32% using social networking sites for health (Thackeray et al. 2013). These statistics suggest
that online health communities, or the Internet in general, are becoming a common source for
health information seeking. As an inseparable part of the personalized preventative medicine
(Swan 2012), online health communities are changing the way patients treat and/or manage their
Two major purposes of participants joining online health communities are to seek health
information regarding self-management options and to receive emotional support by knowing
that their peers care (Hajli et al. 2014). People can discuss conditions, symptoms, and treatments
as well as seek and provide health-related advice and emotional support from each other.
Moreover, advanced services such as posing questions to physicians, quantified self-tracking of
health conditions, and clinical trials access can also be provided to consumers (Swan 2009).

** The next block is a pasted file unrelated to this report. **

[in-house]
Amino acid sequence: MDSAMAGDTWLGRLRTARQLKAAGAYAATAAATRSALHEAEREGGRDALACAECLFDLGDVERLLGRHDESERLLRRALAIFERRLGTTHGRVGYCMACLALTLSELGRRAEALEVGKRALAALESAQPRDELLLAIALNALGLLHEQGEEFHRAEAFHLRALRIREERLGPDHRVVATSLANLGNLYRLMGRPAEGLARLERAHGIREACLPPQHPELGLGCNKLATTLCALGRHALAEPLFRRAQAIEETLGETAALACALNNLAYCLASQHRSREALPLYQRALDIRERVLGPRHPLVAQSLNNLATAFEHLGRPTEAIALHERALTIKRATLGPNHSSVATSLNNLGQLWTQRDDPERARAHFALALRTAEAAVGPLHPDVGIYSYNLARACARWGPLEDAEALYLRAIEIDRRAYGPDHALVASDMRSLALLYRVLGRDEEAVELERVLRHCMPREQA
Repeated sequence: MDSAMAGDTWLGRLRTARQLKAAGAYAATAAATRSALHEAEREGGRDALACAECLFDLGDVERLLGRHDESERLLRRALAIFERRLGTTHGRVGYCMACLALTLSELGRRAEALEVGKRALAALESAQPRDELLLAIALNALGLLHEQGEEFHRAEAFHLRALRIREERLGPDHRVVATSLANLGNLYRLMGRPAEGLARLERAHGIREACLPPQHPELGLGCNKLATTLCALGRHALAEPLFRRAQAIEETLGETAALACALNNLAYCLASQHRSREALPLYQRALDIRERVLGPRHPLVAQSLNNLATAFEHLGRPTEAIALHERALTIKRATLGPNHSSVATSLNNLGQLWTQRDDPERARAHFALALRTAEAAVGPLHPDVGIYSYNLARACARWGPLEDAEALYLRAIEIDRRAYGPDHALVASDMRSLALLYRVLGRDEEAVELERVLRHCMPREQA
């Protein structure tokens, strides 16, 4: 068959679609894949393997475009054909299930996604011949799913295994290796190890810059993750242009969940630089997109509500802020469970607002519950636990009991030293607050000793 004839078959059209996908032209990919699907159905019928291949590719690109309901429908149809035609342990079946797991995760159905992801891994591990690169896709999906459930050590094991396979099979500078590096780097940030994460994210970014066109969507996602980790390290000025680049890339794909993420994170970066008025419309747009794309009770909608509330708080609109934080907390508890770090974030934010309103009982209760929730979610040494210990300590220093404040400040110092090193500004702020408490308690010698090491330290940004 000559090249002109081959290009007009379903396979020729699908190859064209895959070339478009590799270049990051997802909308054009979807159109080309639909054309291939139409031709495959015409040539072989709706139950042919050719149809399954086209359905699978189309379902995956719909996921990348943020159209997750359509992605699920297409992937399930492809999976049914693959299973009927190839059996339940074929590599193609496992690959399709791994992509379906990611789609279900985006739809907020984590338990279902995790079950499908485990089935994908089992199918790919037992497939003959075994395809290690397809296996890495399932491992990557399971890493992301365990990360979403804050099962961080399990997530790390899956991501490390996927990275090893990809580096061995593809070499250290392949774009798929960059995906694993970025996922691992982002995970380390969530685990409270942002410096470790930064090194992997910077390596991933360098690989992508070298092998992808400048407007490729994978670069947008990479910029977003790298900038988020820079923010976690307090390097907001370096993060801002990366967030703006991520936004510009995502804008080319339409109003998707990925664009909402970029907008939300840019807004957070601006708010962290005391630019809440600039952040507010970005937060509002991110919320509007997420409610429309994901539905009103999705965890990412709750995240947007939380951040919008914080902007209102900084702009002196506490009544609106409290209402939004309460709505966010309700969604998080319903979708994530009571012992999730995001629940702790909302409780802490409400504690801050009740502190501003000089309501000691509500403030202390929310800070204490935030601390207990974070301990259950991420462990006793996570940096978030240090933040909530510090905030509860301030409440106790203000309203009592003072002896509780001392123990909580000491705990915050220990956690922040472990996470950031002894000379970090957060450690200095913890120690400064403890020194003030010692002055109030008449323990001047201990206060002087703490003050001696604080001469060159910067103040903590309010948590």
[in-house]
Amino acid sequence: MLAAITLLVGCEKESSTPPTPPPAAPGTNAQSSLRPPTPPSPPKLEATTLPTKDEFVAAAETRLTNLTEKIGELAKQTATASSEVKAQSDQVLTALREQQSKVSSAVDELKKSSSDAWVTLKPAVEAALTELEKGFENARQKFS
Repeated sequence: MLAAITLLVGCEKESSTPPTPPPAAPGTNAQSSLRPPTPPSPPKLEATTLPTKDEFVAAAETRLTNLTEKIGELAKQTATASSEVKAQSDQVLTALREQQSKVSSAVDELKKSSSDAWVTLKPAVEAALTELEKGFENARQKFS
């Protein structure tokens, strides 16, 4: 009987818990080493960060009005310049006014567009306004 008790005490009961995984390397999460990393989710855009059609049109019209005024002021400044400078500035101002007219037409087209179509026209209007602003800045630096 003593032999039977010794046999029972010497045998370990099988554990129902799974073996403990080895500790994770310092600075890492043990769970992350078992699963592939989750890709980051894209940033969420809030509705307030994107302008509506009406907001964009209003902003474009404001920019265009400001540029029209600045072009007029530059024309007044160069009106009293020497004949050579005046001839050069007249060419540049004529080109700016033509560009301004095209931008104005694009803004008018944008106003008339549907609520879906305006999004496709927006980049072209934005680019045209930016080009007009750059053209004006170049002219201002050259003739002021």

When individuals are sharing their personal health information with other online community
peers, they are “crowdsourcing” the collective wisdom of a huge number of community members
(Eysenbach 2008). This can significantly lower the cost of health care and alleviate burdens on
the health care system. Ultimately, online health communities open up new opportunities for the
health care industry to obtain the “triple aim” (Berwick et al. 2008, p. 760) including: (1) cutting
costs, (2) enhancing the individual’s experience of care, and (3) improving the health of
populations. The wide use of online health communities leads naturally to the need to better
understand the social relations in this context.
The rise of health social networks such as PatientsLikeMe, DailyStrength, and MedHelp
provides unique opportunities for research focusing on healthcare decision support and patient
empowerment (Miller 2012). User-generated content on these online communities is accessible
not only to the patients and caregivers but also researchers. Specifically, digital trace data on the
online communities are available for scholars to better address more complicated research
questions proposed. Digital trace data are records of activities that are undertaken through an
online information systems (Howison et al. 2011). Here, a trace represents an event occurred in